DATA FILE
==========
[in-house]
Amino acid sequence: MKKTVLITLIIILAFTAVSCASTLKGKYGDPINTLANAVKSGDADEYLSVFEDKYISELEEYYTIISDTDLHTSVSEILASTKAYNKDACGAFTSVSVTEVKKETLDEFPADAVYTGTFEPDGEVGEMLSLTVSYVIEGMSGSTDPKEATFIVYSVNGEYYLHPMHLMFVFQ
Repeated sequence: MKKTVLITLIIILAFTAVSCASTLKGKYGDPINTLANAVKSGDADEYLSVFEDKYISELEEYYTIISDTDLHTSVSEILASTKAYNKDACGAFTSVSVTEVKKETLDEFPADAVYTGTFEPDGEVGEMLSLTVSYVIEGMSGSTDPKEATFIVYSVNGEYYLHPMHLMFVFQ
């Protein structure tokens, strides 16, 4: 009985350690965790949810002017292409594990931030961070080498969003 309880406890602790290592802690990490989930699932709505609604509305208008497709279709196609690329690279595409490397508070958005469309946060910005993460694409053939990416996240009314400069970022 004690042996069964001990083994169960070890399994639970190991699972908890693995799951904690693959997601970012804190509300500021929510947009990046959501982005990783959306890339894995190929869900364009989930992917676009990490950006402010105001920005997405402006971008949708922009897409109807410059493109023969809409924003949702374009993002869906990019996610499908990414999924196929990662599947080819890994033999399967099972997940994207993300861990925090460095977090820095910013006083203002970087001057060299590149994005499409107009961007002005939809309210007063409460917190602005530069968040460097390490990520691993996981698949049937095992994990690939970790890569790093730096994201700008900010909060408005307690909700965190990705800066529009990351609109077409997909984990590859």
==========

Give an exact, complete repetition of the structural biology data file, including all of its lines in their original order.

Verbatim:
[in-house]
Amino acid sequence: MKKTVLITLIIILAFTAVSCASTLKGKYGDPINTLANAVKSGDADEYLSVFEDKYISELEEYYTIISDTDLHTSVSEILASTKAYNKDACGAFTSVSVTEVKKETLDEFPADAVYTGTFEPDGEVGEMLSLTVSYVIEGMSGSTDPKEATFIVYSVNGEYYLHPMHLMFVFQ
Repeated sequence: MKKTVLITLIIILAFTAVSCASTLKGKYGDPINTLANAVKSGDADEYLSVFEDKYISELEEYYTIISDTDLHTSVSEILASTKAYNKDACGAFTSVSVTEVKKETLDEFPADAVYTGTFEPDGEVGEMLSLTVSYVIEGMSGSTDPKEATFIVYSVNGEYYLHPMHLMFVFQ
């Protein structure tokens, strides 16, 4: 009985350690965790949810002017292409594990931030961070080498969003 309880406890602790290592802690990490989930699932709505609604509305208008497709279709196609690329690279595409490397508070958005469309946060910005993460694409053939990416996240009314400069970022 004690042996069964001990083994169960070890399994639970190991699972908890693995799951904690693959997601970012804190509300500021929510947009990046959501982005990783959306890339894995190929869900364009989930992917676009990490950006402010105001920005997405402006971008949708922009897409109807410059493109023969809409924003949702374009993002869906990019996610499908990414999924196929990662599947080819890994033999399967099972997940994207993300861990925090460095977090820095910013006083203002970087001057060299590149994005499409107009961007002005939809309210007063409460917190602005530069968040460097390490990520691993996981698949049937095992994990690939970790890569790093730096994201700008900010909060408005307690909700965190990705800066529009990351609109077409997909984990590859």